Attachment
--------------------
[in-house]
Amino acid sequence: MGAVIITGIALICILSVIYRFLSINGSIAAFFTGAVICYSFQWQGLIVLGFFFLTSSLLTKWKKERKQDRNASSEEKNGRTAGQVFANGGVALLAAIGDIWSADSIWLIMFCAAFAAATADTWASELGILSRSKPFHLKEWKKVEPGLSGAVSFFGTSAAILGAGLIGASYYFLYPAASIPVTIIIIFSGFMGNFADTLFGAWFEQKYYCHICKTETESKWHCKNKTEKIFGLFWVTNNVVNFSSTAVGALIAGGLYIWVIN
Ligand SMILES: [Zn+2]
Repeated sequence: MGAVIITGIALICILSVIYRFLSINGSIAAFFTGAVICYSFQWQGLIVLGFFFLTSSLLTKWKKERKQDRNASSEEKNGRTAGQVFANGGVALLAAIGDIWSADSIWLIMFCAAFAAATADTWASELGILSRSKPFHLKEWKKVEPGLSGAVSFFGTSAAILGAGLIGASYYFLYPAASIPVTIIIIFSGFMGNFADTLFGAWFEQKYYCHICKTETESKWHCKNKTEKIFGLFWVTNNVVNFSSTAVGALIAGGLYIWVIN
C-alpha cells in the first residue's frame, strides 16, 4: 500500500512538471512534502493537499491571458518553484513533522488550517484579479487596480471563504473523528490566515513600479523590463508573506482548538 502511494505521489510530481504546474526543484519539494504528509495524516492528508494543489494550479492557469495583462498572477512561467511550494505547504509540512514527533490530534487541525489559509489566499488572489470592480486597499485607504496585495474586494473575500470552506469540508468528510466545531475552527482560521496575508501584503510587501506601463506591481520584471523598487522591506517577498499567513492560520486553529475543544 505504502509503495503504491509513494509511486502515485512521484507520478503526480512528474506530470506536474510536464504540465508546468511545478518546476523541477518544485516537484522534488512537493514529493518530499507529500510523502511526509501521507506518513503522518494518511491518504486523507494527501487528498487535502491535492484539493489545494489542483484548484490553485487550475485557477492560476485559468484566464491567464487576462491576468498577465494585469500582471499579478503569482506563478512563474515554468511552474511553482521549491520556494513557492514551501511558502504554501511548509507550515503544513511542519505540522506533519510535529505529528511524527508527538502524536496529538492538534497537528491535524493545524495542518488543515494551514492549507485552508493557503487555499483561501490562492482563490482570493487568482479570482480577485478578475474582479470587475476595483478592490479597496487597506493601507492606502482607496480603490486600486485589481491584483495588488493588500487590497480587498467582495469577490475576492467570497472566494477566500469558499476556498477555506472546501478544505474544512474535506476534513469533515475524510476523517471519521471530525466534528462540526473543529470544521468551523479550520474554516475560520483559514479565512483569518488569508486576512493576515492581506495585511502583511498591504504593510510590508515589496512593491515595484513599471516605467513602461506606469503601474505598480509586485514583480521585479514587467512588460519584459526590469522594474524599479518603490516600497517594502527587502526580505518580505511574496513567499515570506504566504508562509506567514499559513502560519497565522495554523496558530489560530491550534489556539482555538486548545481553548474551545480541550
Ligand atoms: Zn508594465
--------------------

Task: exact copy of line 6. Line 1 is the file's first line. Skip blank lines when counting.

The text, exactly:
Ligand atoms: Zn508594465